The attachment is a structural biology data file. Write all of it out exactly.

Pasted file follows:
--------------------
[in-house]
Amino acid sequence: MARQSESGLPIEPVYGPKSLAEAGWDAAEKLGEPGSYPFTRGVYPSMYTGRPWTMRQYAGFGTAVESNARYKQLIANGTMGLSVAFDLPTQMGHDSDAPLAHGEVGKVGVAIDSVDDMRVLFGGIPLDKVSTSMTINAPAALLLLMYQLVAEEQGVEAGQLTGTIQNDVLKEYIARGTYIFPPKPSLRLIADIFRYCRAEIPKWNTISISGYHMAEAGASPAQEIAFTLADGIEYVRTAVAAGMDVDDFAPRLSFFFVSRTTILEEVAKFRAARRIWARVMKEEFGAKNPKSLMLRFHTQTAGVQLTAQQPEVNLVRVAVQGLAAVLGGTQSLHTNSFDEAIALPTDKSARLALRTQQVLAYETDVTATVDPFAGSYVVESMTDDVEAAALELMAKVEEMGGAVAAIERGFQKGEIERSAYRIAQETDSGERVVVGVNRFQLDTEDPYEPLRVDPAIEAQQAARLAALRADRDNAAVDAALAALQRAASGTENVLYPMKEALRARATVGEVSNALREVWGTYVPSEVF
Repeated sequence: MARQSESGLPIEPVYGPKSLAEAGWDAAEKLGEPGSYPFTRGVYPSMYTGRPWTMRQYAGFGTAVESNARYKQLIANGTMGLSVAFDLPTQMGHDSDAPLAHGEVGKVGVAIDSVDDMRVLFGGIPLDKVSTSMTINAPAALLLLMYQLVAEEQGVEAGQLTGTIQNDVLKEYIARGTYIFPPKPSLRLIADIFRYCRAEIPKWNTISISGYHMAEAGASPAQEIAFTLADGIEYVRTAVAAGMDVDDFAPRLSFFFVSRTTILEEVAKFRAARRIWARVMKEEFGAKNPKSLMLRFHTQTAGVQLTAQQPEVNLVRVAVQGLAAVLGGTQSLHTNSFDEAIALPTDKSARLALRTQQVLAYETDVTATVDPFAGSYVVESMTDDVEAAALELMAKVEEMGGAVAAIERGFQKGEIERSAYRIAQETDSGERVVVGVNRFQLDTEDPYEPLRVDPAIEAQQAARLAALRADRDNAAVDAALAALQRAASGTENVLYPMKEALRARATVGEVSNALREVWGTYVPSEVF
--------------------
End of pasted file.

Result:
[in-house]
Amino acid sequence: MARQSESGLPIEPVYGPKSLAEAGWDAAEKLGEPGSYPFTRGVYPSMYTGRPWTMRQYAGFGTAVESNARYKQLIANGTMGLSVAFDLPTQMGHDSDAPLAHGEVGKVGVAIDSVDDMRVLFGGIPLDKVSTSMTINAPAALLLLMYQLVAEEQGVEAGQLTGTIQNDVLKEYIARGTYIFPPKPSLRLIADIFRYCRAEIPKWNTISISGYHMAEAGASPAQEIAFTLADGIEYVRTAVAAGMDVDDFAPRLSFFFVSRTTILEEVAKFRAARRIWARVMKEEFGAKNPKSLMLRFHTQTAGVQLTAQQPEVNLVRVAVQGLAAVLGGTQSLHTNSFDEAIALPTDKSARLALRTQQVLAYETDVTATVDPFAGSYVVESMTDDVEAAALELMAKVEEMGGAVAAIERGFQKGEIERSAYRIAQETDSGERVVVGVNRFQLDTEDPYEPLRVDPAIEAQQAARLAALRADRDNAAVDAALAALQRAASGTENVLYPMKEALRARATVGEVSNALREVWGTYVPSEVF
Repeated sequence: MARQSESGLPIEPVYGPKSLAEAGWDAAEKLGEPGSYPFTRGVYPSMYTGRPWTMRQYAGFGTAVESNARYKQLIANGTMGLSVAFDLPTQMGHDSDAPLAHGEVGKVGVAIDSVDDMRVLFGGIPLDKVSTSMTINAPAALLLLMYQLVAEEQGVEAGQLTGTIQNDVLKEYIARGTYIFPPKPSLRLIADIFRYCRAEIPKWNTISISGYHMAEAGASPAQEIAFTLADGIEYVRTAVAAGMDVDDFAPRLSFFFVSRTTILEEVAKFRAARRIWARVMKEEFGAKNPKSLMLRFHTQTAGVQLTAQQPEVNLVRVAVQGLAAVLGGTQSLHTNSFDEAIALPTDKSARLALRTQQVLAYETDVTATVDPFAGSYVVESMTDDVEAAALELMAKVEEMGGAVAAIERGFQKGEIERSAYRIAQETDSGERVVVGVNRFQLDTEDPYEPLRVDPAIEAQQAARLAALRADRDNAAVDAALAALQRAASGTENVLYPMKEALRARATVGEVSNALREVWGTYVPSEVF